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This Republican lawmaker says tech execs should keep politics to themselvesOutgoing Republican Congressman Darrell Issa of California says tech's fights with Trump are too much about ideology and not about policy. He's also glad net neutrality is dead.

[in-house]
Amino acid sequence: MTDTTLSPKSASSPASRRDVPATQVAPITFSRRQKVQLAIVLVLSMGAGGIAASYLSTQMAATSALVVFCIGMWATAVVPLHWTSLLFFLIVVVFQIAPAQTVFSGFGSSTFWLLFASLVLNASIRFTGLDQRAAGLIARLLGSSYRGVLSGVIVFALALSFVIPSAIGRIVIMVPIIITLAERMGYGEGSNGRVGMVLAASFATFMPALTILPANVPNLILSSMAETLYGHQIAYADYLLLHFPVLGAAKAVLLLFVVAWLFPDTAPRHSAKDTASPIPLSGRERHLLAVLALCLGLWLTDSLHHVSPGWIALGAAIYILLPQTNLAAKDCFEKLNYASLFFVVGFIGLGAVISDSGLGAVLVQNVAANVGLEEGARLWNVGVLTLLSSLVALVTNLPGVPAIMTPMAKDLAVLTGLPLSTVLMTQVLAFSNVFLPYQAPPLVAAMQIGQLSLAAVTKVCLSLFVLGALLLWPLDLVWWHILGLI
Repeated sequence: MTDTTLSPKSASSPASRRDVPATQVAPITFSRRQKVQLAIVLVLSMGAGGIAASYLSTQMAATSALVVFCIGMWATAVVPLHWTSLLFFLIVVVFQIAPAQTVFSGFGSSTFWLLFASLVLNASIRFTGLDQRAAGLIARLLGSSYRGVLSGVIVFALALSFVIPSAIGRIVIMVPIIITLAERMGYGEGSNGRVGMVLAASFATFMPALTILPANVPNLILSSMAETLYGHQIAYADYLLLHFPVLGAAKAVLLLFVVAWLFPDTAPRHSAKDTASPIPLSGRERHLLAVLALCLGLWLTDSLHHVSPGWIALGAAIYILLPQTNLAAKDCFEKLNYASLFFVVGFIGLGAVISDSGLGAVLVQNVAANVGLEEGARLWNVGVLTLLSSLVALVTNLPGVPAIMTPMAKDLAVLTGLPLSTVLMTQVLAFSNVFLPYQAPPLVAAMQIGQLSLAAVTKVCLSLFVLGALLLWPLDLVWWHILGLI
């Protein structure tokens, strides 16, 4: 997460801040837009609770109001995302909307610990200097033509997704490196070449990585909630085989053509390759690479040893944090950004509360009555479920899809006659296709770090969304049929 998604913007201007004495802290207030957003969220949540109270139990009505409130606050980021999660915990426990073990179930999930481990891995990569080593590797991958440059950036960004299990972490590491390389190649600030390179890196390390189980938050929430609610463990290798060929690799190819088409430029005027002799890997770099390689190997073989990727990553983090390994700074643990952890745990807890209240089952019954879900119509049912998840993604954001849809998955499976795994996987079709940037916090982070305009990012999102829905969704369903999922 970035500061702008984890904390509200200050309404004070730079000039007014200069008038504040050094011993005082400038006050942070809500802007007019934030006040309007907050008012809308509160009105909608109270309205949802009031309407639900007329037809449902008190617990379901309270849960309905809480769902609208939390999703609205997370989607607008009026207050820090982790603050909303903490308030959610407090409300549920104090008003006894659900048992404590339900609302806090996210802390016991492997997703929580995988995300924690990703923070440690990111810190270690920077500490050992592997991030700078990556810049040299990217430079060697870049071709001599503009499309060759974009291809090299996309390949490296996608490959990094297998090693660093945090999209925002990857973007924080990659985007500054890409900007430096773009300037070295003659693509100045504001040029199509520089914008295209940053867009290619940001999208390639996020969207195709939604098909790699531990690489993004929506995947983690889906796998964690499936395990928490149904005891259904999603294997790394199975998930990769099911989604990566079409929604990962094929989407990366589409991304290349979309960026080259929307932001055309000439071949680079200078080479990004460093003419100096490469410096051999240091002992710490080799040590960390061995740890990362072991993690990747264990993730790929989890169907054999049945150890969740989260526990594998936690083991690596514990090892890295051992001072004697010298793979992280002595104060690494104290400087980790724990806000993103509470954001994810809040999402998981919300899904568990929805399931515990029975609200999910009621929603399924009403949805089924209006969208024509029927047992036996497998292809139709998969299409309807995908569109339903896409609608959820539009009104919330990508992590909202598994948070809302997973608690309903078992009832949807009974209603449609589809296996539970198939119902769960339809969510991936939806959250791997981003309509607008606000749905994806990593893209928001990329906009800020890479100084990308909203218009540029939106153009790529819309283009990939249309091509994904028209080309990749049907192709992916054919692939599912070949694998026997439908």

Good morning, I'm Congressman Darrell Issa. I've represented San Diego and Orange County now for almost 18 years. And I'm here at the Consumer Electronic Show, a place I left when I left my business career 17 plus years ago. And you've been coming to the show for how long now? 37 years. It's interesting cuz in the last year The way the Congress approaches [INAUDIBLE] has changed dramatically right? It feels like the honeymoon is over. When you take the Russian interference concerns. When you take all of the debate over privacy and security. Do you think that that, like the favorite son of the government type thing is over? You know thre's always been two problems the tech has faced, one is they've been naive aboutt he impact government could have on thier business models, and that's obviously coming to play everyday, the other one is that for a long time tech had a tendency To be all together united for common things free trade, liberal immigration of tech workers, better education. But know we've begun seeing various aspects of tech like you saw in net neutrality. Where one group is pitted against another and they go to government to argue it out, that almost always means the honeymoon is over. Because no matter what government does they're answering one side or the other side's preferences. You've announced that you're leaving Congress, right? You were- I'm announcing that I- That you're leaving your post. [LAUGH] At the end of the term, I will be moving on. Without your voice and you were a point person for Trump on tech is an issue when he was President Elect, right, and during the transition? Losing that voice, what do you think happens? How does tech talk to the Republican establishment in charge? Well, decades ago we moved the Supreme Court out of the capital, and the assumption way that if they move that across the street they'll be irrelevant. The court has only grown since it had an independent voice and an independent location. I'm not leaving tech and I'm not leaving being a voice. As long as the President and people advising him still listen to my view on H-1B reform, or on quite frankly on feeding tech's demand to do here what we want to do here, versus exporting opportunities. I'll be there, and I'm gonna continue, I'm not selling my house in Washington, I'm not gonna be a lobbyist, but I'm certainly going to be an advocate for the things I believe in. This last year, one of the other thing that's been going on [UNKNOWN] Trump, which, a lot of the conversation is that we've seen the tech executives coming out against him in many different ways when it came to the travel ban When it came to transgender rights, right? We kept a list on CNET of everyone. And at times, they've criticized him. I appreciate that liberals will never like Trump. And no, hear me out. Look, this is about liberals not liking Trump. The travel ban had so little to do with tech. They were people, especially the second one. People who were not coming to accept jobs at Apple, they were not part of it. You're not having that challenge. But having said that, those politics are never gonna change. I've never gotten a check from Apple supporting me and yet I've been one of their champions on issues And that's okay. Your politics and your policies don't have to always match. So is free trade important to the tech community? Yes. Is the Democratic Party a protectionist party? Yes. Is tech unionized? No. Is Democratic Party the party of unions? [UNKNOWN], yes. So you have all those issues in which people's politics and policies don't match, and I think it's important to understand that it shouldn't be about politics when it's about the best interest in the American people. You should be able to pick a party for whatever reason you want, and pick policies, if you will, a la carte. So in this case, this administration may never be the choice of the executives of high tech, but it can in fact be good for the tech community, good for employment. Now, this President probably appreciates more the building of hotels, and over technology they fully understand What goes out in Silicon Valley or what goes on in the biotech areas of San Francisco and San Diego. And yet the policies can be consistently good for those industries. And I think that's where somebody in my position, who perhaps agrees with the President on some things, not on others, Can bring the alignment of the policies that are good for the United States. I would certainly say that tech leaders who are officers of public companies, are really ill advised to make those statements, because those statements quite frankly are required to be in the best interest of their stockholders, and often they're not. Net neutrality we saw the vote happen, there's been a lot of back lash specifically from this area of the world when it comes to the tech stuff. So where are you kind of feeling at this point now that we see this debate happening again, and again. Obviously you have a view and it's bias Because you just said that there's a backlash. Well, there's not just a backlash, there's also a relieve rally. The changing of the control and the managing of, if you will, access of bandwidth was in fact one side lobbying for a benefit to them as they saw it. The reality is that I do video conferences every day over the Internet. I use exclusively voice over IP. And you'd better believe I want a prioritization, and net neutrality implies that you won't give me a prioritization for those over other traffic. In a typical home on your Apple iPad decides that he wants to upload to back up your iPad, guess what? Your VoIP doesn't work right unless you have a prioritization, it should be a smart switch that's able to differentiate that traffic. So- I think there is a difference between quality of service controls and net neutrality though. Well, you say there is, but the reality is the FCC said, we will determine all of that, we will. Rather than unfair competition rules will determine it. For decades we have had the Federal Trade Commission have the ability to look at both monopolistic behavior per se And unfair trade practices and intervene. If there needs to be more of that, I'm all for it. But the idea that you would move something that is vaguely communication to the FCC, was a power grab by one chairman, and so I'm absolutely on the other side of it. And I think in the long run The companies, and I'm considered a friend by virtually all of them. In the long run, they're gonna find that enforcement of unfair competition is much more interesting way to protect themselves. And by the way, it's not a new issue. No. During the classic question of I'm the outdoor channel, but I'm going through a cable company that has a in house competitor and they treat me unfairly. Those issues have been issues that Congress has looked at, and the FTC has an obligation to look at for a long time. And stronger enforcement, maybe. Which is throwing it upside down, because it's slightly different than the past. Was a mistake, I'm glad it's rolled back. But now the question is, will we get the Federal Trade Commission to step up at the plate and be aggressive on every, if you will, viewed Slight that may occur, so that there's a fair investigation and when appropriate, action. I think that's definitely something a lot of people agree with. And to be clear, my point of view, we're talking about surveys that show overwhelming Overwhelmingly, Americans were against that move. It's not about me- I appreciate- [LAUGH] I don't want to be called biased when it's literally surveys out there saying a vast majority of people are against it. You know what? That's a backlash. If you're asking somebody if they're pro choice, they say, well, everyone's pro choice. If you ask somebody if they're, in the abstract, if you ask them if they're for net neutrality, you've already gamed it. If you ask are you for the government determining what priorities are, bandwidth, who can or cannot get an advantage? Whether or not I can get a low cost low bandwidth while somebody else pays more to get more? That I pay a premium to get a shorter latency time, will somebody else Says I'm not as worried about that and I'd like the discount. If you ask them if they want those choices of plans and different economics to go with it. They're gonna say yes. Yes, net neutrality sounds great but if you actually break it up and say would you like to have choice. To be able to, if you will, get a lower cost for a lower service, or a higher cost so that you can get a preferred service that gives you something better, people are always gonna say, of course I want that. Yeah, and I think, just to challenge that a little bit, the surveys often actually split up that neutrality versus what is was described as. And we can debate what it's described as. But that was when those things changed, and people were overwhelmingly supportive of not pulling it back. So I'm curious then, I imagine i know the answer already, but the calls for Congress to cement this, so that we don't end up back and forth, and back and forth. And Congress makes a decision that it votes on, and it's over. You're not in favor of that? I'm not, and I'll tell you why. These institutions need to be overseen. They need to do their job, and there needs to be if you will not a guarantee that it's their job whether they do it right or wrong. The Federal Trade Commission has tried to get itself for example into every time somebody gets hacked. They decide that they're going to go in and essentially tell them for 20 years how to run their businesses. That practice is probably outside of the unfair competition portion. They have habitually victimized victims, sometimes falsely. My old committee investigated it and found that there was excess there. But there were times when Uber didn't tell people for a year that it had been hacked and then you have people whose information is out on the Internet and they don't know anything and the government's not stepping in to do anything about that. Well, there's a good example where first of all, there are civil remedies. And those are being pursued. For an amount greater than Uber's capital worth. We'll see how that plays out. Yeah, so well but the laws are in place to make people whole at least up to the worth of the company. But the Federal Trade Commission is not about finding people when they fail to disclose They've gone after people who were in fact had active break ins, mechanical break ins and they were simply victims. So it's important when you look at the government who is, by the way, not told you when they've been hacked, not told you accurately that My social security, my medical records are out there with somebody. So you know, one of the challenges there is we can all say we should have but the question is, when should Congress write a law? How stringent should the law be? And, in fact, will it accomplish anything? To reduce the amount of times in which people's personal information is made public or stolen. So it's interesting, because the CIA disclosure was a big discussion this year, right? They had the vulnerabilities that were released on the Web. A lot of companies had to scramble to fix that. So, on some level, it creates a question of It's okay for them to try and figure out, get into terrorists' phones and whatever. But once they find them and they hold onto them and it's something that gets released, we're all in danger. It's a dangerous world out there. If the CIA doesn't do its job, people will kill us. People will bomb our embassies. People will attack Americans. So that's just a reality that we know exists today, and so there's a balancing act. Of course there is, yes. But there's no balancing act on the Constitution. It reads as it reads, and it has to be respected as it is. And until three quarters of the states In addition to a su[er majority of the Congress changes that our jo is to stick to it, and particularly on the fourth amendment which is what we've been debating. We've got gun show coming up in a few weeks hre too, half the size, less than have the size It's interesting. It's the small arms industry. So, the interesting thing, like, I have many friends in the military. I've spent my time on a gun range. But what's curious is that smart guns, technology that could potentially help save officers' lives and protect other peoples' lives. We don't see much of that here. We saw one gun last year. We obviously have a very, this location has special significance, considering the last few months. So, how do you deal with this? Well, we can have all those discussions any time you want. The question I'll get back to you is When are police going to only carry smart guns themselves? Because the greatest single hazard to a policeman, whether we like it or not, is his own firearm. That's my point. And so, The smart Gun could protect- And so when we look at smart guns before we start saying they have to everywhere, The very expensive weapons that we're willing to buy for law enforcement should in fact be officer specific as soon as possible. The technology is maturing and I would hope that we would see that. You know the same is beginning to happen in military development. Not necessarily in a pistol But in the larger weapons being inherently more secure after the loss of so much weaponry that the Iraqi has had, our ability to have to fight against our own equipment has taught us that there is a need to be able to neutralize. I think a lot of people agree with you and so I guess the question is why hasn't the tech industry stepped up? Why haven't you written a purchase order? Well, I'm not the military, but. [LAUGH] There's a police force in San Francisco, have they written a purchase order? I can't speak to it, but- You live in San Francisco? I do. Well, then I suggest you lobby your police force, because they'd be the first in the country. You could do a whole question of if the technology exists, why wouldn't the San Francisco Police Department be the first in the nation? This is an industry that will show you what is possible, and will supply you what you're willing to buy. And so I'm not gonna be at that show coming up But I'm sure that each of those manufacturers will tell you the same thing. You give me a purchase order, I'll deliver your product. Sure. Thanks a lot. Take care. [BLANK_AUDIO]